Online Privacy in the European Union

Data protection is at the heart of the digital economy. Whether it is students posting photographs of themselves online, consumers typing in credit card details to book a flight, or individuals interacting with e-government applications, we constantly rely on our data being protected. As such, information technology has huge economic and social potential. However, this potential will only be fully realised if citizens trust that their personal information is protected: hyper-connectivity must go hand-in-hand with the protection of privacy online.

In order to protect our online privacy in Europe we currently rely on the Data Protection rules, part of an EU Directive, of 1995. At that time less than one percent of Europeans used the Internet. Today, vast amounts of personal data are transferred and exchanged, across continents and around the globe in fractions of seconds. The 1995 rules were good rules, and far from ripping them up, we are now taking the principles they are based upon and updating them to make them future-proof.

Our 1995 legislation provides that the processing of personal data is only legitimate when a specific legal ground is given for it. It determines several legal grounds, including consent of the individual, legal or contractual obligations, vital interests of the individual, public interest, and legitimate interests of the data controller. Personal data must be processed fairly and lawfully, must not exceed what is needed and must not be kept longer than necessary for the purpose for which it was collected. Individuals have the right to demand that data relating to them is erased when its processing does not comply with the directive.

Principles such as transparency of data processing vis-à-vis individuals, the proportionality of processed data and security of processing have served individuals well in Europe since the adoption of this directive, but with the onslaught of new technologies, they have come under increasing challenge.

Transparency is often lacking in the way that personal data is handled, as the individual knows and understands little about what happens to his or her information behind the scenes – as for instance in the case of online behavioural advertising. The same considerations apply for the proportionality of processing, which establishes that data collected should always be proportional to the purpose of the processing; with the ubiquity of the internet and the ever-enhanced means of data manipulation and aggregation, the amount of data held on an individual in massive digital databases increases exponentially, increasing also the connected risks.

In January, the European Commission, the EU’s executive branch, adopted my proposals on how to reform Data Protection. The new rules, which now require approval of the European Parliament and the Council of Ministers of the 27 EU Member States, will help build trust in online services because people will be better informed about their rights and in more control of their information. A strong, clear and uniform legal framework at EU level will also help to unleash the potential of the Digital Single Market in Europe and foster economic growth, innovation and job creation. The most important changes I have proposed are:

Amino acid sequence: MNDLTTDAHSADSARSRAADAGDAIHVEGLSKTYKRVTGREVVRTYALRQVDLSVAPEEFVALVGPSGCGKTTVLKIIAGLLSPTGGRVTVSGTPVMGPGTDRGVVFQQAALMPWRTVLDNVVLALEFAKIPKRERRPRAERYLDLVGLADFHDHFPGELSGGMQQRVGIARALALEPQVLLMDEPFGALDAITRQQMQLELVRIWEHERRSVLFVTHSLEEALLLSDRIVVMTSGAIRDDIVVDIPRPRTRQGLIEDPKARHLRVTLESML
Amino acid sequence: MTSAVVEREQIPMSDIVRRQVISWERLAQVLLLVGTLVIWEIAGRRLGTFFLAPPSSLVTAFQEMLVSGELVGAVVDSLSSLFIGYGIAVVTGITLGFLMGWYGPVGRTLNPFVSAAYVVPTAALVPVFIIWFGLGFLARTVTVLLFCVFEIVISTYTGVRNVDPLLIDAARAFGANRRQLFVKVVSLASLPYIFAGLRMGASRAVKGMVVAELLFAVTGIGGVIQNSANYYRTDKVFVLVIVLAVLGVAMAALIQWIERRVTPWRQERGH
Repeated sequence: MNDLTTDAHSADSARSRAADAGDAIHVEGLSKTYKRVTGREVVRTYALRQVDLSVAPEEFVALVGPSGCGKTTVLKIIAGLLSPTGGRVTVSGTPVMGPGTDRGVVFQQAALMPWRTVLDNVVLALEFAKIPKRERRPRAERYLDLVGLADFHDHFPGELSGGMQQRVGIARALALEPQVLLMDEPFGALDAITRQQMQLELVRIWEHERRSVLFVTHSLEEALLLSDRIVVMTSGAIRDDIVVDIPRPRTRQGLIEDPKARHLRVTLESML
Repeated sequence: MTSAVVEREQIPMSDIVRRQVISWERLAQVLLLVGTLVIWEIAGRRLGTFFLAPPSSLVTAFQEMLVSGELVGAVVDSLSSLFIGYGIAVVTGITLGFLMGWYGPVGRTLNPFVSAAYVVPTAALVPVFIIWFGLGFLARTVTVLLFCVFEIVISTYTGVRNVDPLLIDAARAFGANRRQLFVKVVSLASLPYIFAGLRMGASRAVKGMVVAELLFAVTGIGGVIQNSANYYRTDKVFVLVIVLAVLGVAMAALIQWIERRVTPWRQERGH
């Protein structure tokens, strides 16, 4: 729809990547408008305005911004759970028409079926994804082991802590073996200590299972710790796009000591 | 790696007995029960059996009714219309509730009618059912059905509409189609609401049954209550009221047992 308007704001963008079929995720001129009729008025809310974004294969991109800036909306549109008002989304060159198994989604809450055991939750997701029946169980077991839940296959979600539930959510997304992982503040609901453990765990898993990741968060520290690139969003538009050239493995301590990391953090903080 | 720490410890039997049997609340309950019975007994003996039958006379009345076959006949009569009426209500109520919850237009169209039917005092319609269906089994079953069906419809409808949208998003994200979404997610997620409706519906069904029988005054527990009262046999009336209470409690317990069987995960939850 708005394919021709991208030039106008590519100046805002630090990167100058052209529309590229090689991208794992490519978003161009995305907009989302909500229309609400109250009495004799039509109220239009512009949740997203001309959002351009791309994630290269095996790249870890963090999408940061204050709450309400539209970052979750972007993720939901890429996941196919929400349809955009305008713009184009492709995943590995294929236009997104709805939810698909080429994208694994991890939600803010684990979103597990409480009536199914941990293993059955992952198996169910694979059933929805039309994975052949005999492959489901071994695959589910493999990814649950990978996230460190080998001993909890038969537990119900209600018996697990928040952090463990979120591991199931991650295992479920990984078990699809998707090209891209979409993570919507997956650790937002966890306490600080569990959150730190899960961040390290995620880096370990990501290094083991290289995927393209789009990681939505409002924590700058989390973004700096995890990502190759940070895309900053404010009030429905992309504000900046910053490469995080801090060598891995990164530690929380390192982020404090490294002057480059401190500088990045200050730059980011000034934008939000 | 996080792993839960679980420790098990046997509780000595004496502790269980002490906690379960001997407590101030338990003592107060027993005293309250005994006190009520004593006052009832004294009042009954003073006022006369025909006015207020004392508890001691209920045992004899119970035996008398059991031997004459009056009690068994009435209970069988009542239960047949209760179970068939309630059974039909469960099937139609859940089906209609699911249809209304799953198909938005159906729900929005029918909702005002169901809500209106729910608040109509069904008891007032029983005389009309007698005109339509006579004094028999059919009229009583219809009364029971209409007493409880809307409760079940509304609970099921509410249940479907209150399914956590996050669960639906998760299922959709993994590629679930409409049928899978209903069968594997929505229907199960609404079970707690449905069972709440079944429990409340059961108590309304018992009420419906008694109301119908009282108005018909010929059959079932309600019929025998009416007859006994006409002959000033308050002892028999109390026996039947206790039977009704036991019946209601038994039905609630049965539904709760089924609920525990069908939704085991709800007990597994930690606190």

• A single set of rules on data protection, valid across the EU.

• A ‘right to be forgotten’ to help people better manage data-protection risks online. When they no longer want their data to be processed and there are no legitimate grounds for retaining it, the data will be deleted.

• Whenever consent is required for data processing, it will have to be given explicitly, rather than be assumed.

• Easier access to one’s own data and the right of data portability, i.e. easier transfer of personal data from one service provider to another.

• Companies and organisations will have to notify serious data breaches without undue delay, where feasible within 24 hours.

• Companies will only have to deal with a single national data protection authority – in the EU country where they have their main establishment.

• EU rules will apply to companies not established in the EU, if they offer goods or services in the EU or monitor the online behaviour of individuals.

• Increased responsibility and accountability for those processing personal data and elimination of unnecessary administrative burdens such as notification requirements.

• National data protection authorities will be strengthened so they can better enforce the EU rules at home.

People rightly care about how their personal information is protected. We need to strengthen our rules to provide people with more confidence and also to make it easier for businesses to operate on Europe’s digital single market.

A fundamental principle of the reform is that one single law and one single authority will apply to a business based in the EU. Companies based outside the EU, but which offer goods or services to EU individuals or monitor their behaviour will also have to apply EU data protection rules. This will provide a level playing field for all businesses handling personal data in the EU. Companies will be able to offer their customers assurances, backed up by a regulatory framework, that valuable personal data will be treated with the necessary care and diligence.

We currently have a real patchwork of data protection laws in the EU and its 27 Member States. Companies in Europe have to deal with 27 often conflicting data protection laws with national data protection authorities that apply the law in different ways. Legal uncertainty and legal fragmentation are a burden for those companies – both small and large – that want to do business in Europe’s Single Market. This fragmentation of data protection laws in Europe is not only an extra cost for business, but also holds back economic growth and innovation.